McCorquodale: Kids in the Garden

If you want your kids to cook, find a cookbook with kids their age cooking in the photos. If you can’t wait for a green thumb chef to stop by their school and teach them how to plant a garden, then get them a book with kids planting and tending a garden in the photos. Elizabeth McCorquodale ‘s colorful Kids in the Garden: Growing Plants for Food and Fun (Black Dog 2010) hits the mark and more. It is full of sound and easy to understand advice for kids (and their adults) to grow food plants, and it even includes recipes. The photos of the kids, few of whom mug for the camera, will encourage kids to plant their own garden.

Kids in the Garden starts with an introduction to plants and growing vegetables including plants and their parts, the carbon cycle, germination, and seed dispersal. There are sections on soil and fertilizer, compost, worms, and all the equipment your kids will need. There is plenty to read for older kids, but there are also photographs, and cartoons to keep younger children engaged. Elizabeth teaches kids how to use egg cartons filled with earth to plant seeds. She shows how to use a popsicle stick marked at one inch poked in the soil so you know exactly how far to push the seed.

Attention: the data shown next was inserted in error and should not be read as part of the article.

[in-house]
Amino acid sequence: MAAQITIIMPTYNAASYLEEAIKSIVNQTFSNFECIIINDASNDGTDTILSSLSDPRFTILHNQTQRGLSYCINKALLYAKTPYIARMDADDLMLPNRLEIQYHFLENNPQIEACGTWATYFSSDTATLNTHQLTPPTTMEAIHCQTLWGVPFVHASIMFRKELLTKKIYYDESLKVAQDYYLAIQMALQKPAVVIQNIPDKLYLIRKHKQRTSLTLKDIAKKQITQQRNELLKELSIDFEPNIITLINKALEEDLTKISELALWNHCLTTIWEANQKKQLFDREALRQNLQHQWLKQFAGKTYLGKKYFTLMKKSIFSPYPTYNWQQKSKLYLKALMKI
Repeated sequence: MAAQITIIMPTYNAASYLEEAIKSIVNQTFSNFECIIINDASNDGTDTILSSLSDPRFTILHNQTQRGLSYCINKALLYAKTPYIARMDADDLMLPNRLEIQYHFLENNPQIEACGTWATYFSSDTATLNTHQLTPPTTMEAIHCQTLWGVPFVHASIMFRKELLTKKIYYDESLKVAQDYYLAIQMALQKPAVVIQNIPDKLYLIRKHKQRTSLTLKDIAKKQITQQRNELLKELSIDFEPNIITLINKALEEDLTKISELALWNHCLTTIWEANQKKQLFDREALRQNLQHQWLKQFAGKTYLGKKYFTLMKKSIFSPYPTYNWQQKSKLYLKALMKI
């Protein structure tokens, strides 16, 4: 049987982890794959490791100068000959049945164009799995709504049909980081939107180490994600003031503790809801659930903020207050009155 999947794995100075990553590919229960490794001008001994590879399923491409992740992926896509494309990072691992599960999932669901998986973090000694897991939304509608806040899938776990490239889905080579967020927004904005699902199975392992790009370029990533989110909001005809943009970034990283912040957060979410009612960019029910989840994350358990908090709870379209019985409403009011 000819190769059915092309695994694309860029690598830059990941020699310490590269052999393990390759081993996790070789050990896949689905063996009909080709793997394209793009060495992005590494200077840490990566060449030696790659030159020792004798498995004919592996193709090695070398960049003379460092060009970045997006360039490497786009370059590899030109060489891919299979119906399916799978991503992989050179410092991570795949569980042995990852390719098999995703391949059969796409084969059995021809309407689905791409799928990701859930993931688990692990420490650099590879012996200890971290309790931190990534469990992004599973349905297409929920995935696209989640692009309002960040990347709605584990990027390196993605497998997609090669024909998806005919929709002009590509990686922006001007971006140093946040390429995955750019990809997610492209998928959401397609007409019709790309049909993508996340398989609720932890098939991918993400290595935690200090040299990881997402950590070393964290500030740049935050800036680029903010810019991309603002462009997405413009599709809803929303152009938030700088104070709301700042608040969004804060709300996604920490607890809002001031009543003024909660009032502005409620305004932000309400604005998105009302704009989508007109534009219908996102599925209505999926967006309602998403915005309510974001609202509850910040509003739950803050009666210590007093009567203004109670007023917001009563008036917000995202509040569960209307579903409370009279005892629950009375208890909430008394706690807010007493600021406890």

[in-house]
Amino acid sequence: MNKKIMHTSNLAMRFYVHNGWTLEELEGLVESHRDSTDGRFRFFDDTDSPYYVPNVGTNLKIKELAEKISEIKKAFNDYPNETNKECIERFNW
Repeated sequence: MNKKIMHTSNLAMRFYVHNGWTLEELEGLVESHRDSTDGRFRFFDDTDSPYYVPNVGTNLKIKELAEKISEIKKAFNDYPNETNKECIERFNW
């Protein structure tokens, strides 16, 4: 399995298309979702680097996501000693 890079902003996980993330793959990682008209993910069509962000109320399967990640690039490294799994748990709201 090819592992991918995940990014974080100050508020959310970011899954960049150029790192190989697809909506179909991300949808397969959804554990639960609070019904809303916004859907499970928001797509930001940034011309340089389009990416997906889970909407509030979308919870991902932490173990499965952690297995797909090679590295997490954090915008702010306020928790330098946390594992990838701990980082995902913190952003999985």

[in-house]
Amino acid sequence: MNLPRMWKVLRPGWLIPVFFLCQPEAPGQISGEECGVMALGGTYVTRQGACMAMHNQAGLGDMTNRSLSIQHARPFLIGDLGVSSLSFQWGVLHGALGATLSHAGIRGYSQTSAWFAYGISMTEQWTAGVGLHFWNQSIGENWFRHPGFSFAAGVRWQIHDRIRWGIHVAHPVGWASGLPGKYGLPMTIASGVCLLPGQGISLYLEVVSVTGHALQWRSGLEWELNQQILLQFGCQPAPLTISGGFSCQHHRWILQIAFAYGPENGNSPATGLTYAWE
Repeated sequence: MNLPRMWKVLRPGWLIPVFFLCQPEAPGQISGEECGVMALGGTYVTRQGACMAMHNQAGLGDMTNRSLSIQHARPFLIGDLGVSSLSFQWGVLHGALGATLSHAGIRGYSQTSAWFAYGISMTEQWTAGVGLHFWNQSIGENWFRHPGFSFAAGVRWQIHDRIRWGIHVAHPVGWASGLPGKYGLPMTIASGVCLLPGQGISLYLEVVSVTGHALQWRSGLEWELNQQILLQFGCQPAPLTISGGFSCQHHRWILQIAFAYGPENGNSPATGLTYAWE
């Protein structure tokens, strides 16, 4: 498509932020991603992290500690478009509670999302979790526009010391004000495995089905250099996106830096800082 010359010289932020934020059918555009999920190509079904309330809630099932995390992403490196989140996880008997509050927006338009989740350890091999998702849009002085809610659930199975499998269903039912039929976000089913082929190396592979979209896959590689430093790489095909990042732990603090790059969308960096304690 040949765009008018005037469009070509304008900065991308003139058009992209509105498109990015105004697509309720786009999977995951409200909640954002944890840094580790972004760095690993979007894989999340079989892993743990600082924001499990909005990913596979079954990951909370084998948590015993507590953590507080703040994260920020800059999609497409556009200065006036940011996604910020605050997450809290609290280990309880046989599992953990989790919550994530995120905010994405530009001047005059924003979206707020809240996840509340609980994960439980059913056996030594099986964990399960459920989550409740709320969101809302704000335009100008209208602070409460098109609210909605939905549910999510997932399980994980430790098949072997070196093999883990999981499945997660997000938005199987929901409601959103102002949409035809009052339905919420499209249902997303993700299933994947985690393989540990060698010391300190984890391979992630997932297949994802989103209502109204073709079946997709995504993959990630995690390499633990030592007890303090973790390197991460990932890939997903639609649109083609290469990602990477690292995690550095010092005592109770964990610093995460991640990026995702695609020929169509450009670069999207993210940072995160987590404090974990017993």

Project pages follow up starting with growing sprouts, and then growing different kinds of food plant from baby broad beans to tomatoes. The pages on zucchini, pumpkins and squash have photos of different kinds of winter squash and a girl push a wheelbarrow with a huge pumpkin she has grown in it. At the bottom of each page are colorful symbols to quickly identify how much sun, water, time to harvest, etc, is needed for each plant. At the back of the book in the recipe section, your kids can find recipes for Pumpkin Soup, Zucchini Dippers and Zucchini Fudge Cake (p. 81).

Kids in the Garden would make a terrific holiday gift for any child who can find a bit of sun and earth this spring where he or she can plant a garden.

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